1 DECEMBER 2002
3-5.1 Demolish (Risk). The government is in a generally favorable position to
manage risk relative to cost, time, and environmental hazards. The government is in
somewhat of a less favorable position to manage risk relative to contractor
performance. The government assumes risk and liability for differing conditions
encountered during demolition. The government can reduce the probability of differing
conditions through a thorough survey of the building and an accurate description of
conditions in the contract documents. The government is exposed to time and cost
impacts relative to differing project conditions resulting in contract changes. If a
demolition project is performed in accordance with prevailing safety and environmental
standards, there is typically no risk to the public.
3-5.2 Recycle (Risk). A recycling program may delay subsequent activities such as
the ability to use the site. Unless sufficient liquidated damage provisions are included in
the contract, the government assumes indirect effects of deficient contract performance.
There is typically no risk to the public if a demolition project is performed in accordance
with prevailing safety and environmental standards. There is possible exposure to the
hazards of asbestos and/or lead if contaminated materials are released to the public
through recycling or reuse. The government should require a contractor to monitor and
control release of contaminated materials into recycled material feedstock.
3-5.3 Recover (Risk). The government assumes the risk and liability for differing
conditions encountered during recovery and removal. The contractor assumes the risk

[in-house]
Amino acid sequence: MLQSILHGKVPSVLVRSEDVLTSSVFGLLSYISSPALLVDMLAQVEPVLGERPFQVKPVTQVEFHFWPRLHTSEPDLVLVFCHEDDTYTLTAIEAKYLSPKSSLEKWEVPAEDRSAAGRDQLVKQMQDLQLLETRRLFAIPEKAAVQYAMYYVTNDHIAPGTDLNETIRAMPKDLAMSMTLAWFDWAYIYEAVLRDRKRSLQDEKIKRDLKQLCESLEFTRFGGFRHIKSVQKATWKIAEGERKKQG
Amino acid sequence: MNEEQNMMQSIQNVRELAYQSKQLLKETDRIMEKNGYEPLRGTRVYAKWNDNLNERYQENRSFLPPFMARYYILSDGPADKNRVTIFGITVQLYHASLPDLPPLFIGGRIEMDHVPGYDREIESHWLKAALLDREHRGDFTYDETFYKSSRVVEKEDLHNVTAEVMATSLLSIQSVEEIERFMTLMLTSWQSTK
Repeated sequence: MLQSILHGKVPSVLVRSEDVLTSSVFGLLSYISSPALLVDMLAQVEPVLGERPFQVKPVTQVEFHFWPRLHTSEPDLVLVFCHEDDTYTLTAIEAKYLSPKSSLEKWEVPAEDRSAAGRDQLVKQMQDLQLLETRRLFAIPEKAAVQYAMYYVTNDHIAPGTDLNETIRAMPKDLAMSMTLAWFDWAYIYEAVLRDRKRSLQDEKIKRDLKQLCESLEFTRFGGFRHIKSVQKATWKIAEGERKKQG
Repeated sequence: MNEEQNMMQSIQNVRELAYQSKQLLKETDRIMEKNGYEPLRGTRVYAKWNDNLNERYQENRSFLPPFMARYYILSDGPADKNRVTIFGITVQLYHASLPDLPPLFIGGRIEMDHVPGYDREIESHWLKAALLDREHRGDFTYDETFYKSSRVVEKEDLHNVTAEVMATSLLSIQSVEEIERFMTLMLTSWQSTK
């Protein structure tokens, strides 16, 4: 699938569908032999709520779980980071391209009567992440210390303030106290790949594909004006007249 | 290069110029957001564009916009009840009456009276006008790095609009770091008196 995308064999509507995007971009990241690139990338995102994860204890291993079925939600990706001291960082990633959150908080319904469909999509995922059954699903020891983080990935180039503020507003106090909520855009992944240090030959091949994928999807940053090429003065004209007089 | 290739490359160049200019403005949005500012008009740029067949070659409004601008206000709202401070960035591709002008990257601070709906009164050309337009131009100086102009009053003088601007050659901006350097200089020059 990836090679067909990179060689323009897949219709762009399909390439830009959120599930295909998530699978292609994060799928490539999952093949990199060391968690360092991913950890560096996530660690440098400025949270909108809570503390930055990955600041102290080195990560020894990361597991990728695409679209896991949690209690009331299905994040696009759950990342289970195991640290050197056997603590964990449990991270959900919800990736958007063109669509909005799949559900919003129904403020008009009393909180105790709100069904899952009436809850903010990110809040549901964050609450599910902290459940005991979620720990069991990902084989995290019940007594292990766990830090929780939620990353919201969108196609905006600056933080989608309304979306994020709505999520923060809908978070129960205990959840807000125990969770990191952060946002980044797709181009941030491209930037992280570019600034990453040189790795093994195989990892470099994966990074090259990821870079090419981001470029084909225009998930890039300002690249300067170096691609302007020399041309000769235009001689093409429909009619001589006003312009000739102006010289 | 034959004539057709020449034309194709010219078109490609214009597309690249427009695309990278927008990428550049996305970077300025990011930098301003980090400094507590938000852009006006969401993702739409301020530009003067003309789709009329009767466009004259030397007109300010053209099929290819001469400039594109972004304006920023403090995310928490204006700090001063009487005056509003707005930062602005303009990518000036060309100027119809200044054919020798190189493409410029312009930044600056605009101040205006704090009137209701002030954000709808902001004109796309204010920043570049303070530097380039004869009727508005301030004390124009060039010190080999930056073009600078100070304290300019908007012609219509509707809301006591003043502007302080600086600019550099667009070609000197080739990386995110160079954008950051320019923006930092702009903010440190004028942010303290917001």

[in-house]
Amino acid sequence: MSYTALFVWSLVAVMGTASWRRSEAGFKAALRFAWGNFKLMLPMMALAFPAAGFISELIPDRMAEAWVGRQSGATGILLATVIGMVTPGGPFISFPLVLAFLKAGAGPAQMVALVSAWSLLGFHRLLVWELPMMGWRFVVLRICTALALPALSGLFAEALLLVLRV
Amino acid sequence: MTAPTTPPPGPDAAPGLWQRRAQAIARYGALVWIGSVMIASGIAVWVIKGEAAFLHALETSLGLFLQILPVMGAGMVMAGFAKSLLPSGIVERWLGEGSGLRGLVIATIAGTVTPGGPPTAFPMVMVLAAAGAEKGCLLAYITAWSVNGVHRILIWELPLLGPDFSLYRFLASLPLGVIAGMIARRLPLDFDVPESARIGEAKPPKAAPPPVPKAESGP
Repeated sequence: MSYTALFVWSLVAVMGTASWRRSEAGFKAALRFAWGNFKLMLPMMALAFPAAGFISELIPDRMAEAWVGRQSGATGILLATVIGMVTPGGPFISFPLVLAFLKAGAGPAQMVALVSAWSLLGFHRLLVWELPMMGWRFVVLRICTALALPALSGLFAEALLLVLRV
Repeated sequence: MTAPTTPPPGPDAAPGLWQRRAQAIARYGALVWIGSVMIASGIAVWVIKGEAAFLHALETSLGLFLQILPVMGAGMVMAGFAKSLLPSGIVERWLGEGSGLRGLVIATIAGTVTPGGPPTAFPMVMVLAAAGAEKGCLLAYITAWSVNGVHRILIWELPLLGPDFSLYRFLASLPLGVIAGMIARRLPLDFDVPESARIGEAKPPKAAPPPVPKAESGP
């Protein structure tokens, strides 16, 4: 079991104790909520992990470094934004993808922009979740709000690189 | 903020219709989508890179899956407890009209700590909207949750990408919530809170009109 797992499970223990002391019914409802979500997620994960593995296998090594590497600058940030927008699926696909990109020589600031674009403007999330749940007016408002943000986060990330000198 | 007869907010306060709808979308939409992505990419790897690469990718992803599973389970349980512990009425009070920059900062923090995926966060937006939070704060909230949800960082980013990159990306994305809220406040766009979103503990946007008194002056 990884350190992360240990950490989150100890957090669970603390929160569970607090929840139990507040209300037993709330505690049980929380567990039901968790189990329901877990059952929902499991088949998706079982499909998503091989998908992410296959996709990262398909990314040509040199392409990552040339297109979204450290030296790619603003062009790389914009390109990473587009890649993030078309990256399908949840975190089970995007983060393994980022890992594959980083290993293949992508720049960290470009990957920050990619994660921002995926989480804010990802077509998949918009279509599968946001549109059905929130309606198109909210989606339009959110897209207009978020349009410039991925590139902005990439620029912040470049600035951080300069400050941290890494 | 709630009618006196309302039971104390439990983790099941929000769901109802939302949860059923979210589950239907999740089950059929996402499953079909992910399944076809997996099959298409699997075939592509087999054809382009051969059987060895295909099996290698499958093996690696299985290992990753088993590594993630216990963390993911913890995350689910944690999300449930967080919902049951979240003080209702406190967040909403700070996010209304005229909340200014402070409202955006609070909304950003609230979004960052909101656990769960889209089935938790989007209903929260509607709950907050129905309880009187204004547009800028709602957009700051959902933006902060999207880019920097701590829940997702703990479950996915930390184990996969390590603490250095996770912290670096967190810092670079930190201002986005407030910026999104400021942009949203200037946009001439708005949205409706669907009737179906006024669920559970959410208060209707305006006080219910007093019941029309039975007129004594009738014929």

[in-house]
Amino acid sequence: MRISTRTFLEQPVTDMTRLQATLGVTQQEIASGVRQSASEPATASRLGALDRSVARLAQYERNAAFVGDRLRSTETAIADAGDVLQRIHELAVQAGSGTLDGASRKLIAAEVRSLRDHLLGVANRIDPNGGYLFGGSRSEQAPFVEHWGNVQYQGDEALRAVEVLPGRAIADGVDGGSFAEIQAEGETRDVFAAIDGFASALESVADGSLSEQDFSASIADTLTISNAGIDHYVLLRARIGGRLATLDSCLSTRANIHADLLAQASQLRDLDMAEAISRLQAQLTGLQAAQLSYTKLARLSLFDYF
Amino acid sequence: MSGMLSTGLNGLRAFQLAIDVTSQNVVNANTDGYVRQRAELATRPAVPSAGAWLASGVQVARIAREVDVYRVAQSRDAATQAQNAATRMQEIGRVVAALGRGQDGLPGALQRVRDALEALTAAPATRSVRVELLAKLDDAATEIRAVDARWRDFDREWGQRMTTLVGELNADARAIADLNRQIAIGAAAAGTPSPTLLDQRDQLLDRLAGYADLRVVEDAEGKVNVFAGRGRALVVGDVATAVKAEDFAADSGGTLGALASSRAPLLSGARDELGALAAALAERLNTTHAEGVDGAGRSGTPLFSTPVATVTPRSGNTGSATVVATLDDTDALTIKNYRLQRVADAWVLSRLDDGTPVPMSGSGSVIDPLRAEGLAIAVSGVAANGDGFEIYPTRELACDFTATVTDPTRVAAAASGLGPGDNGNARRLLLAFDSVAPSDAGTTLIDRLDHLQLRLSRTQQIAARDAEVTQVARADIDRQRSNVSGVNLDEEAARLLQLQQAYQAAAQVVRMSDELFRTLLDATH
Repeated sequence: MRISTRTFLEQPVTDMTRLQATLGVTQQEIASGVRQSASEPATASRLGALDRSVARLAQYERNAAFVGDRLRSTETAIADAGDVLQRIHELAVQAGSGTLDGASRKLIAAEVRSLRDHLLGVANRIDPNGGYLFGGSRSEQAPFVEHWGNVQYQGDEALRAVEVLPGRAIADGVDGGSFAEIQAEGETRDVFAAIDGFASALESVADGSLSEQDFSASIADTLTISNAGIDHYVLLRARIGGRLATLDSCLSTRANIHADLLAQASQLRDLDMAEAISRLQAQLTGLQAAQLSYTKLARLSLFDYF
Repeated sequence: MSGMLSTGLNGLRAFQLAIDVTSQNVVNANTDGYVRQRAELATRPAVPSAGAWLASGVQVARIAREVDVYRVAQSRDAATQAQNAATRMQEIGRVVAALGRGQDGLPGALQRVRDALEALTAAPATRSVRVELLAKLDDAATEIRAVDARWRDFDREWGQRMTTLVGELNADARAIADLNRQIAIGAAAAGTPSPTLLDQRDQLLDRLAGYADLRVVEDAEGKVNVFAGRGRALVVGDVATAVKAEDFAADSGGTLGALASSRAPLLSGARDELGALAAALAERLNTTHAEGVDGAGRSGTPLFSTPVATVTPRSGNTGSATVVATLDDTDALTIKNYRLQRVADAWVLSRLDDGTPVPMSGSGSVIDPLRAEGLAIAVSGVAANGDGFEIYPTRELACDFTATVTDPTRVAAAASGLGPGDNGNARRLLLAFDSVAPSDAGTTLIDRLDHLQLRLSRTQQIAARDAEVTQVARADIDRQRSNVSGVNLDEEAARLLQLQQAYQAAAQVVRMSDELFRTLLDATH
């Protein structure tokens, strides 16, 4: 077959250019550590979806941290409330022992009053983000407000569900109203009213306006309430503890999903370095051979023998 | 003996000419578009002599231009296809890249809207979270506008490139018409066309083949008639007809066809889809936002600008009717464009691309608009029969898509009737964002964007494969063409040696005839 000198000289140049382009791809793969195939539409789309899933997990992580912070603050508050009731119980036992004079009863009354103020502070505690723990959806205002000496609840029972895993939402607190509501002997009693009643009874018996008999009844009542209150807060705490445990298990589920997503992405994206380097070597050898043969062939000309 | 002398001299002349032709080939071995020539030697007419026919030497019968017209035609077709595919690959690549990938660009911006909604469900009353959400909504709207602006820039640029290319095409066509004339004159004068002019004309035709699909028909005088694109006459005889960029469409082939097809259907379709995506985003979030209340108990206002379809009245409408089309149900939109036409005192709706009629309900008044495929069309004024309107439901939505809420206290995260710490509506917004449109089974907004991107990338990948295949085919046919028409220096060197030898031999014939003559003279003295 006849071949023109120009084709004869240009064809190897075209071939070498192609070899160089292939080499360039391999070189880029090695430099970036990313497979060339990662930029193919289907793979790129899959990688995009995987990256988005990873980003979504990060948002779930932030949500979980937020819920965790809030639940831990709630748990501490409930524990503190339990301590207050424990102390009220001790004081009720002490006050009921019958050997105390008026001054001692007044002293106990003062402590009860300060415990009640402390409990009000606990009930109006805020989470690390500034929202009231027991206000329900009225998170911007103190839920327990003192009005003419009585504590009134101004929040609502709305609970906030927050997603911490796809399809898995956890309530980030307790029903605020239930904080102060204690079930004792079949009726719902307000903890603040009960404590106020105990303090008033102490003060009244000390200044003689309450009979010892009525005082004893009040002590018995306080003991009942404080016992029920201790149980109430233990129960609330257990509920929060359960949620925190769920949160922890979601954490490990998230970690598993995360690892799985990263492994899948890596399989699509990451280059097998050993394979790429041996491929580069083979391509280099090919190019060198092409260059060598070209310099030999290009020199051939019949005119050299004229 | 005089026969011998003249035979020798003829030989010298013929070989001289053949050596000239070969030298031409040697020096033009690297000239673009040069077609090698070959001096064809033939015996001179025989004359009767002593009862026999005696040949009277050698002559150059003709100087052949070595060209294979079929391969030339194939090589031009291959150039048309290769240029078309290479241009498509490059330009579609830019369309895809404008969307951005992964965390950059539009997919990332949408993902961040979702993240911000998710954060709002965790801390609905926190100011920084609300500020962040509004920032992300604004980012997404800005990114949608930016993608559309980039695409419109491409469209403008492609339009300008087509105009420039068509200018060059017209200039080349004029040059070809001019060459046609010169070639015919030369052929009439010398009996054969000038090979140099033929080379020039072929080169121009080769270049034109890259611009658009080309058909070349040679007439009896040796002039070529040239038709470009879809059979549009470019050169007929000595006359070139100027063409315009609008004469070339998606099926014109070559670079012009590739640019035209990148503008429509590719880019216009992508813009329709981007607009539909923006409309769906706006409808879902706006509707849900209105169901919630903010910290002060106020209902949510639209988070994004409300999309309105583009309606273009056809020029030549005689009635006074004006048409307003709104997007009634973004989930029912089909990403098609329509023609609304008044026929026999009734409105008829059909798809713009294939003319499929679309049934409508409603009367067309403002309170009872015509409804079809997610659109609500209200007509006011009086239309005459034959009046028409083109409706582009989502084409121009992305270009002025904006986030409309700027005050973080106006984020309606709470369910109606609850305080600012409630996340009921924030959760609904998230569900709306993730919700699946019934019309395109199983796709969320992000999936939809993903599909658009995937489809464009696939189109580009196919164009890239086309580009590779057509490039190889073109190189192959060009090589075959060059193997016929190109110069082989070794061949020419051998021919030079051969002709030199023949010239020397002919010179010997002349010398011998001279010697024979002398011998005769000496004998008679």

of recovery expenses and the value of recovered materials. Transferring this risk holds
the government harmless, but at a reduced income due to contingencies. There is
possible exposure to the hazards of asbestos and/or lead if contaminated materials are
released to the public through recovery and reuse.
3-5.4 Deconstruct (Risk). Personal injury liability is an issue when deconstructing a
building since manual labor is used to perform most of the work. The probability of
jobsite hazards can be reduced through the administration of a safety management
program and adherence to safety and health regulations. With deconstruction, there is a
risk of encountering unforeseen conditions. The government can transfer the risk of
differing conditions, but at a significant price due to inflated contractor contingencies.
IMPLEMENTATION. Solicitations for traditional demolition contracts are
generally in the form of a Request for Proposal (RFP). The lowest qualified bidder is
generally selected as the contractor. A typical demolition RFP requires contractors to
submit such information as qualifications and description of the proposing organization,
a list of sub-contractors, a project schedule, and a list of completed projects and
references. Since the method of demolition is irrelevant, no plan or proposal beyond a
schedule is usually required. Where UFGS 01572 Construction and Demolition Waste
Management is included in the contract documents, a waste plan is required that
encourages reuse and recycling, and explicit requirements can be added.
To achieve higher rates of recovery, building material reuse and recovery must be part
of the project planning and contracting process. A typical demolition contract, however,